Simple and effective strategies for eczema are easy to incorporate into our daily lives and can help protect the next generation against this itchy and uncomfortable skin disorder.

 

 

Winter Skin Care Tips

Categories: BLOG, Cosmetic, Dermatological Conditions, Tips and Tricks - Tags: , , , , , , , , , , , ,

winter-skin-care-tips-minnesota-dermatologyWinter in Minnesota means lots of cold, dry air which reeks havoc on your skin. Dry skin can itch, flake, crack, and even bleed and without a change in your skin care, dry air can even make fine lines and wrinkles more noticeable.To help heal and prevent dry skin follow these few simple steps as provided by the American Academy of Dermatology.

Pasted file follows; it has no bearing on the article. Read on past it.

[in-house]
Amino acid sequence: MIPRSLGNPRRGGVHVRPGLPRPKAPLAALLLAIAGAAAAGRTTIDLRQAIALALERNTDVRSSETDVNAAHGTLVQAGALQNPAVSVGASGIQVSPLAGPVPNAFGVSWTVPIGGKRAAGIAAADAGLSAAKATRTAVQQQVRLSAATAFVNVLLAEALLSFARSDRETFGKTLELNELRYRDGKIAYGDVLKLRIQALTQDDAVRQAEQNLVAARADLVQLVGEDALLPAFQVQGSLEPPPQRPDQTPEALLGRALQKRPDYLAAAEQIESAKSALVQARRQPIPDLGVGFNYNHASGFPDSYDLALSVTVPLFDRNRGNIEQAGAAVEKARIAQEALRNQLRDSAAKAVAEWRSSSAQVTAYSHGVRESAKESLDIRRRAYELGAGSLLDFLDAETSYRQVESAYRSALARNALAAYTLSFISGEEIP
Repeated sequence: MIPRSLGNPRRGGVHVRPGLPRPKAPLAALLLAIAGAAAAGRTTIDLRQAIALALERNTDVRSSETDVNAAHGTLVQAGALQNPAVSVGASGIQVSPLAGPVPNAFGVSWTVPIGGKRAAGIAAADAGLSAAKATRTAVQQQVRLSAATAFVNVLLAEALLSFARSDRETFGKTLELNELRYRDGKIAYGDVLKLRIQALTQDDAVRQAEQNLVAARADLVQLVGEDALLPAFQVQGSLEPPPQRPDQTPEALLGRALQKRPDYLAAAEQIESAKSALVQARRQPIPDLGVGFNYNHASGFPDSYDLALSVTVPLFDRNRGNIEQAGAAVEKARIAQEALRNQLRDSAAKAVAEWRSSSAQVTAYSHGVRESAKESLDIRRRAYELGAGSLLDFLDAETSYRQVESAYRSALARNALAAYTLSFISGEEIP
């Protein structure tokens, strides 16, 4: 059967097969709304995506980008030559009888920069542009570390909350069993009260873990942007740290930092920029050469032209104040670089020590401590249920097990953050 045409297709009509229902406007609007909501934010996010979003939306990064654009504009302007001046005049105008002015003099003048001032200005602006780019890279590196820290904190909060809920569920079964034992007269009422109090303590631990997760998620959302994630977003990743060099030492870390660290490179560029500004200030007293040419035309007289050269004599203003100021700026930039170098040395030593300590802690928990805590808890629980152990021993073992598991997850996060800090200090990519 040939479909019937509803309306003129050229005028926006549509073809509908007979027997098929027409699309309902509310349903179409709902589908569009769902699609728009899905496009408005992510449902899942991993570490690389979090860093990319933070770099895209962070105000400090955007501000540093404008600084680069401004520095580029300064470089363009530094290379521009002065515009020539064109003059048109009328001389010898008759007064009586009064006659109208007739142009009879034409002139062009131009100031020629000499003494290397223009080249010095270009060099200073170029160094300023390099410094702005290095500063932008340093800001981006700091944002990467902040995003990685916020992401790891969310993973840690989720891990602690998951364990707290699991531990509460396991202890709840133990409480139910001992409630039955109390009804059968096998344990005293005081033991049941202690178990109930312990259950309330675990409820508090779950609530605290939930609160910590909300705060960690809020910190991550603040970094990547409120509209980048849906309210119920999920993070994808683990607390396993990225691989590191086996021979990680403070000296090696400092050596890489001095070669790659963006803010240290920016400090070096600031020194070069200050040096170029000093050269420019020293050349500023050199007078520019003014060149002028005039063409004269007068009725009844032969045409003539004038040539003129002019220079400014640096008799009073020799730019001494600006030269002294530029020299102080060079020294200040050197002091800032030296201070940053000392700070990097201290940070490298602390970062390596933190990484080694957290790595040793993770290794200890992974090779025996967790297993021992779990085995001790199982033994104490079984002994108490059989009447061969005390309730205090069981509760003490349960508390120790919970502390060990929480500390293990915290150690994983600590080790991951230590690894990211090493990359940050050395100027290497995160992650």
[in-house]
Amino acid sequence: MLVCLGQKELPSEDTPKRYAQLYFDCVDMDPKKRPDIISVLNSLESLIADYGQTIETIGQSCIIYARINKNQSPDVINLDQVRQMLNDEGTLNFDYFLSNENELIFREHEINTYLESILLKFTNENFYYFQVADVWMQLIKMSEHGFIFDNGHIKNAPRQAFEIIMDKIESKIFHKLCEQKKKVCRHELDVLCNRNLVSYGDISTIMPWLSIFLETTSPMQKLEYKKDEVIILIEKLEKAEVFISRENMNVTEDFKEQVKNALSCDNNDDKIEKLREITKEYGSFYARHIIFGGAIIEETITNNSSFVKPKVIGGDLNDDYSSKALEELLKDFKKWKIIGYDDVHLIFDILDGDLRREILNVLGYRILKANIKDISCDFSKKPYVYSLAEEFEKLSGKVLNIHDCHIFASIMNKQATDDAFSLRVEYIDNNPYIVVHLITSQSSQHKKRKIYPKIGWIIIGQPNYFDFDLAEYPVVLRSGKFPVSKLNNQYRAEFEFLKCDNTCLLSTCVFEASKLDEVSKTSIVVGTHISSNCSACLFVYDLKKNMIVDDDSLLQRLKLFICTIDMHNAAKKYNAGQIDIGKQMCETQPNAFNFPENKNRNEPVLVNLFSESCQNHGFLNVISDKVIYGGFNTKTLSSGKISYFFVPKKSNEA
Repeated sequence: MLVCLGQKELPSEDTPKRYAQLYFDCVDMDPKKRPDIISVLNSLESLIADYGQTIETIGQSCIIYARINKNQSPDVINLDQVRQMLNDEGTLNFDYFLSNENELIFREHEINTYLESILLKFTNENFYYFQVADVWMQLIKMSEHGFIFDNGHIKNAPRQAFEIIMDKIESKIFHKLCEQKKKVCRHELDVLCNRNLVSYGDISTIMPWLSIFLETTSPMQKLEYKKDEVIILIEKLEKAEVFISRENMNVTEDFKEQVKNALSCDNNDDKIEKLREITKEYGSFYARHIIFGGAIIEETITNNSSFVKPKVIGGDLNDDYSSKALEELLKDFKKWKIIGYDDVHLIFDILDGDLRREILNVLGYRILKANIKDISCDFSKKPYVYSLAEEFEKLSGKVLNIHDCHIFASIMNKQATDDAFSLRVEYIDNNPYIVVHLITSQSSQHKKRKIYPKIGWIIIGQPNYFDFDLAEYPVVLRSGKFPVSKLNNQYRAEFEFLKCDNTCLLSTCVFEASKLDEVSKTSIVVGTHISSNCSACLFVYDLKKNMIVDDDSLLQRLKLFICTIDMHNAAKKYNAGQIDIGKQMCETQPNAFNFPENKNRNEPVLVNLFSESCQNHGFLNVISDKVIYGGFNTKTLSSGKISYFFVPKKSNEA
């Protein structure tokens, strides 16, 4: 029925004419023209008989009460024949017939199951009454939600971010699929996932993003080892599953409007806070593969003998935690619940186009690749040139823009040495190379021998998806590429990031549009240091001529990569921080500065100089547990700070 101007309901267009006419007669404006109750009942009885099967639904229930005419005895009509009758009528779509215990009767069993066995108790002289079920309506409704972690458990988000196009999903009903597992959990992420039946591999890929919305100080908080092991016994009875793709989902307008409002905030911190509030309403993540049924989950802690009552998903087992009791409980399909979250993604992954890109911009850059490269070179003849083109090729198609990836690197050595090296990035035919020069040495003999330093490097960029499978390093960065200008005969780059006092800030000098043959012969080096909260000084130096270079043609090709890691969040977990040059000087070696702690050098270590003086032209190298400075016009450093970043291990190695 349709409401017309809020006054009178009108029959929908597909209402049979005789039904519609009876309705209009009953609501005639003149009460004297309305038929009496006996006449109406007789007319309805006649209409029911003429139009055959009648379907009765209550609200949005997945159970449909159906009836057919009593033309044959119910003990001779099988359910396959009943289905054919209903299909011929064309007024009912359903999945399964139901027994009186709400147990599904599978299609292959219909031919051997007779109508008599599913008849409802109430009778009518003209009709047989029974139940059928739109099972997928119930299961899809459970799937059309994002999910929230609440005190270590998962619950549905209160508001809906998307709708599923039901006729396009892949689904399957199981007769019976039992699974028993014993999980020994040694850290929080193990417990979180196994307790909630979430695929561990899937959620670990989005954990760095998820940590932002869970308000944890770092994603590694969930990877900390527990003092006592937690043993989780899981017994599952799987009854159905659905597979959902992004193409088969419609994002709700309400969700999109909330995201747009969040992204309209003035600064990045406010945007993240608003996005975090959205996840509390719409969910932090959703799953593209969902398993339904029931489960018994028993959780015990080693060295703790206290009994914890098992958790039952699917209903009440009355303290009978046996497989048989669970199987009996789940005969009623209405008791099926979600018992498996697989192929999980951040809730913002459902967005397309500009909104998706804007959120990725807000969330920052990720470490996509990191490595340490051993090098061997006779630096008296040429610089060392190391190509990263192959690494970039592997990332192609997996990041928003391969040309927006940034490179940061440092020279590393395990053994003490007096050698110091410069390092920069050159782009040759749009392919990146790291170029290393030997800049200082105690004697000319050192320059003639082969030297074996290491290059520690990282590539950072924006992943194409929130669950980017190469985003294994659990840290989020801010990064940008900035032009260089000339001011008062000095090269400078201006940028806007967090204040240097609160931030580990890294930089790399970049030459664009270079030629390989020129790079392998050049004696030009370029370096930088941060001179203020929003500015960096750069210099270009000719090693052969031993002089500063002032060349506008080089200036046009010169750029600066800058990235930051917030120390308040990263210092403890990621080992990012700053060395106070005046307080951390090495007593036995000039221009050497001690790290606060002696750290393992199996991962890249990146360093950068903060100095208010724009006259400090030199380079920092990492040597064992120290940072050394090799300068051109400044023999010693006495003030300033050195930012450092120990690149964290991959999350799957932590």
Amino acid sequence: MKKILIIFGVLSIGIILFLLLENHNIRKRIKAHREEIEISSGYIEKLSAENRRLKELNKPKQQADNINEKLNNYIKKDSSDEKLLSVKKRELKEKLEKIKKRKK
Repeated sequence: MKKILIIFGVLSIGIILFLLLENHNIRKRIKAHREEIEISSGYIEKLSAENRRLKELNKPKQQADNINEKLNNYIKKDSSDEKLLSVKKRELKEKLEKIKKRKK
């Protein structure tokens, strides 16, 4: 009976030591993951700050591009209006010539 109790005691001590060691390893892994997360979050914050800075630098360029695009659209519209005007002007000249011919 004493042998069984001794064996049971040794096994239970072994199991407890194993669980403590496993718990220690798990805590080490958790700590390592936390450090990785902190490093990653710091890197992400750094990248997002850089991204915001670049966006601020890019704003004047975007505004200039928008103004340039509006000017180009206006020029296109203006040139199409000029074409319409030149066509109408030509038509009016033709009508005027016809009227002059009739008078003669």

1. Prevent baths and showers from making dry skin worse.

  • Close the bathroom door
  • Limit your time in the shower or bath to 5 or 10 minutes
  • Use warm rather than hot water
  • Wash with a gentle, fragrance-free cleanser
  • Apply enough cleanser to remove dirt and oil, but avoid using so much that you see a thick lather
  • Blot your skin gently dry with a towel
  • Slather on the moisturizer immediately after drying your skin

2. Apply moisturizer immediately after washing. Ointments, creams, and lotions (moisturizers) work by best-moisturizer-winter-skin-dermatology-mntrapping existing moisture in your skin. To trap this much-needed moisture, you need to apply a moisturizer within few minutes of drying your hands or body. We like to recommend Cetaphil and CeraVe as good everyday moisturizers for all of our patients.